39 Indians killed in Iraq: Migrants from West Bengal had gone to work in Saddam Hussein’s palace

Samar Tikadar’s wife, Dipali, told media persons that her husband had called her just before the IS takeover.

Published: 22nd March 2018 06:43 AM  |   Last Updated: 22nd March 2018 07:17 AM   |  A+A-

Khokan Sikdar (left), Samar Tikadar

Express News Service

KOLKATA: Two migrants from West Bengal who were among the 39 Indians massacred by Islamic State militants were artisans who had gone to Iraq to refurbish woodwork at one of the palaces of slain president Saddam Hussein.

Khokan Sikdar (48) was from Ilsamari village, under Tehatta police station, and Samar Tikadar (40) was from Mahakhola village, under Chapra police station, in Nadia district.

Both went to Iraq in 2011 to work in Saddam Hussein’s palace in Mosul. The duo went missing in 2014 after Islamic State overran the palace and turned it into their local headquarters and training centre.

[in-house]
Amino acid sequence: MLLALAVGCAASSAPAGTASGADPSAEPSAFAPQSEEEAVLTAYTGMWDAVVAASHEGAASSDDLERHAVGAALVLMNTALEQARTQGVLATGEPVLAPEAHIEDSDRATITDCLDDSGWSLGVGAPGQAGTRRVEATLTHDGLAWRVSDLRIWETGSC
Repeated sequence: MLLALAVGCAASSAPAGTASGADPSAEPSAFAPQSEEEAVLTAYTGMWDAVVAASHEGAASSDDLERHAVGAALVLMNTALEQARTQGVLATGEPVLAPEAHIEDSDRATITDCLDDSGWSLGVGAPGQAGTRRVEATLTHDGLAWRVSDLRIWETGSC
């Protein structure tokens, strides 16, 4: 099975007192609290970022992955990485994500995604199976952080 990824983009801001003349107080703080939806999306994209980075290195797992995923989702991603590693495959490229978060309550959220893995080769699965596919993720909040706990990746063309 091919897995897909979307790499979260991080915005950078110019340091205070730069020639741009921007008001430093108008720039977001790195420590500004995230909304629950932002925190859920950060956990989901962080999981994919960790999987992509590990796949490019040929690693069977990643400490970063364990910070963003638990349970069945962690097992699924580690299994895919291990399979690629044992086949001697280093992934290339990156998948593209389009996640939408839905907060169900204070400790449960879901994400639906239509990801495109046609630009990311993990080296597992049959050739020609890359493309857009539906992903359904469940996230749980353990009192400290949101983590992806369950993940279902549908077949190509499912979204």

Samar Tikadar’s wife, Dipali, told media persons that her husband had called her just before the IS takeover and said, “I am in danger.” He went missing shortly after that. The palace was liberated by a coalition of Iraqi troops, Shia militia and Kurdish forces in 2017.

After their husbands went missing, the wives of the two men met Chief Minister Mamata Banerjee and they were appointed as Anganwadi workers to help them earn a living.

After receiving news of the death of the Indians in Mosul, the Trinamool Congress supremo tweeted: “Deeply saddened and shocked with the very sad news from #Mosul. Words are not enough to console the 39 grieving families. Our thoughts and prayers (are) with them.”

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